DMI Arctic Sea Ice Graph Goes Back to Normal

The DMI arctic ice extent graph in its normal state.

Many had taken note of the Danish Meteorological Institute’s strange sea ice graph apparently showing projected sea ice for the next two weeks. It couldn’t have looked much weirder, unless they had continued the line off the graph and off users’ computer screens and across their desks and across the floor and out the door of their homes. That would have been the next weirder thing than what they actually had.

But it turns out none of the weirdness was intentional. In fact, not even the graph itself was intentional. I wrote to the very reliable and equally pleasant Gorm Dybkjær, who responded within a day or two:

The graph that caused head-scratching around the blogosphere. Most assumed that the new DMI sea ice graph was purposeful. Thankfully it was a simple glitch that produced the apparent forecast.

Thanks for notifying me  – we have had a series of unfortunate computer troubles, which created this unfortunate graphic that looks like an ice extent prognosis.This was NOT an attempt to forecast ice extent – sorry for the confusion. I will correct the error asap.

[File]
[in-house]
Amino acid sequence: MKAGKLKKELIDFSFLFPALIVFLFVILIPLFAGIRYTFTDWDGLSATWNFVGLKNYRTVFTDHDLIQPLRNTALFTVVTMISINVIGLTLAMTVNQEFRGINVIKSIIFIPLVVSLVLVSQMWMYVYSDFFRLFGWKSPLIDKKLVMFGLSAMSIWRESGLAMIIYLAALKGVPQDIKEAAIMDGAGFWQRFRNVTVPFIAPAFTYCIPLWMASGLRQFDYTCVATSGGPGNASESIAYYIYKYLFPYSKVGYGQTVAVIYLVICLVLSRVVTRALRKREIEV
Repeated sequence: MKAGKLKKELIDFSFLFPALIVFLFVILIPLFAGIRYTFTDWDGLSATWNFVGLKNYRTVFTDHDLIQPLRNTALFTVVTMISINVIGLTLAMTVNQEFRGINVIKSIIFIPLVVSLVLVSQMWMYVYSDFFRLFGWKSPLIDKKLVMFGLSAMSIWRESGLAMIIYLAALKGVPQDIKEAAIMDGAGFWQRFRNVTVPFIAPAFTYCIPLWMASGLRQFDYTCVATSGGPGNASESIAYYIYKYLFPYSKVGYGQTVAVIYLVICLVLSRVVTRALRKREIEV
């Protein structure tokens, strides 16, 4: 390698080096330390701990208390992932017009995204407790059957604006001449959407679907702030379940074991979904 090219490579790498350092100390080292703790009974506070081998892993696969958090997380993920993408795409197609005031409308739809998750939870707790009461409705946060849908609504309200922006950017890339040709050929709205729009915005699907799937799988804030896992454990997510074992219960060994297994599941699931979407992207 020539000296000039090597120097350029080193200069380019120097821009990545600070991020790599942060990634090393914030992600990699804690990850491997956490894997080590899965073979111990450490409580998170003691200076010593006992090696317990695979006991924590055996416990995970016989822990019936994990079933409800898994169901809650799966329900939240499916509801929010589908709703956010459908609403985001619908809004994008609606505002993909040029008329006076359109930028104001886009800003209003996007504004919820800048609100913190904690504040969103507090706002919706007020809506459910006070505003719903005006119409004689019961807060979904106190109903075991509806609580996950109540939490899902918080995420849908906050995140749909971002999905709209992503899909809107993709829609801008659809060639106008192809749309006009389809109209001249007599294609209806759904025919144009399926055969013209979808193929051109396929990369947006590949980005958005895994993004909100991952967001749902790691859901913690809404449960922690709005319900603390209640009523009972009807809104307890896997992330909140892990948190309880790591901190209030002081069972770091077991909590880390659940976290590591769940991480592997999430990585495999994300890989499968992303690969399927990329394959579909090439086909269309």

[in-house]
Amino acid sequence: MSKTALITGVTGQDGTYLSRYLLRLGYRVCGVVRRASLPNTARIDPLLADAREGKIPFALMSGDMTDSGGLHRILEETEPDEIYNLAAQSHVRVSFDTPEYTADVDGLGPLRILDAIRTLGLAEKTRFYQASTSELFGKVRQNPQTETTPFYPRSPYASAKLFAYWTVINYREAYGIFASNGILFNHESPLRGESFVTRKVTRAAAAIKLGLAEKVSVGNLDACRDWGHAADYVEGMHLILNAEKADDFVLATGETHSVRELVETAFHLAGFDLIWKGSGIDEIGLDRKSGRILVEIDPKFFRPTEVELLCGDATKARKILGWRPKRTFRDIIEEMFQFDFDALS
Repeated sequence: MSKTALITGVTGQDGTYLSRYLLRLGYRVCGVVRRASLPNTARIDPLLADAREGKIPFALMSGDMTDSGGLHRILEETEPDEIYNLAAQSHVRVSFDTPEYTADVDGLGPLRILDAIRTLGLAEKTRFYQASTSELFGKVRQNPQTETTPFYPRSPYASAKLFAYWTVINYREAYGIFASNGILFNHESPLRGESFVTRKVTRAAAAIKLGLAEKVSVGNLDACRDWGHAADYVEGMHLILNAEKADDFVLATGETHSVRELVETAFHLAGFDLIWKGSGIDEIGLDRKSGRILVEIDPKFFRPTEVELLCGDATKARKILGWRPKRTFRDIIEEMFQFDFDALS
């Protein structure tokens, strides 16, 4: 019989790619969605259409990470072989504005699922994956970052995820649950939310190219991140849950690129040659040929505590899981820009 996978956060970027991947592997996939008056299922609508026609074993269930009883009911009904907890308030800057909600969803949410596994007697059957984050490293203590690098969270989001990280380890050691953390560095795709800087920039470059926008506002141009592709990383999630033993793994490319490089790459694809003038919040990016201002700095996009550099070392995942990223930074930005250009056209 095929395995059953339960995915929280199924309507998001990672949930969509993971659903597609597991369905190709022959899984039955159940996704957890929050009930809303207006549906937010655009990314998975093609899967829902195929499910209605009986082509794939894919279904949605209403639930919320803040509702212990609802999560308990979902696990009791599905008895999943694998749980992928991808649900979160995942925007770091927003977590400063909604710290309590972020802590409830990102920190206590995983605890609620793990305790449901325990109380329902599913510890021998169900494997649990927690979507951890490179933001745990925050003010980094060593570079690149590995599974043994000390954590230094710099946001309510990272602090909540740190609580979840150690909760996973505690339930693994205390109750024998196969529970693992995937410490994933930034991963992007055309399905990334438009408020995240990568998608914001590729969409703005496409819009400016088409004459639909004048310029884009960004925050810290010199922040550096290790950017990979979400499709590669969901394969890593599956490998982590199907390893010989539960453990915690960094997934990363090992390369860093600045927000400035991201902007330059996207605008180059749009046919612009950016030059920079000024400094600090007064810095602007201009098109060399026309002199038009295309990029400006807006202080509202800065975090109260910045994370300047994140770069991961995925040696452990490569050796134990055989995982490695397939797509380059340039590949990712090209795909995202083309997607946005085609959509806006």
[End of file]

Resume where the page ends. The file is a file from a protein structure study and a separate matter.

And, no surprise, Gorm has done exactly what he said he would. People can now go back to reading Arctic ice extent tea leaves to try to ferret out what the current year’s minimum might be. Carry on.

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About Harold Ambler

I am a lifelong environmentalist. I started my journalism career at The New Yorker, where I worked as a copy editor. Since then, my own work has appeared in The New York Daily News, The National Review Online, The Atlantic Wire, The Huffington Post, The Berkeley Daily Planet, The Providence Journal, Brown Alumni Monthly, The Narragansett Times, Rhode Island Monthly, and Providence Business News.
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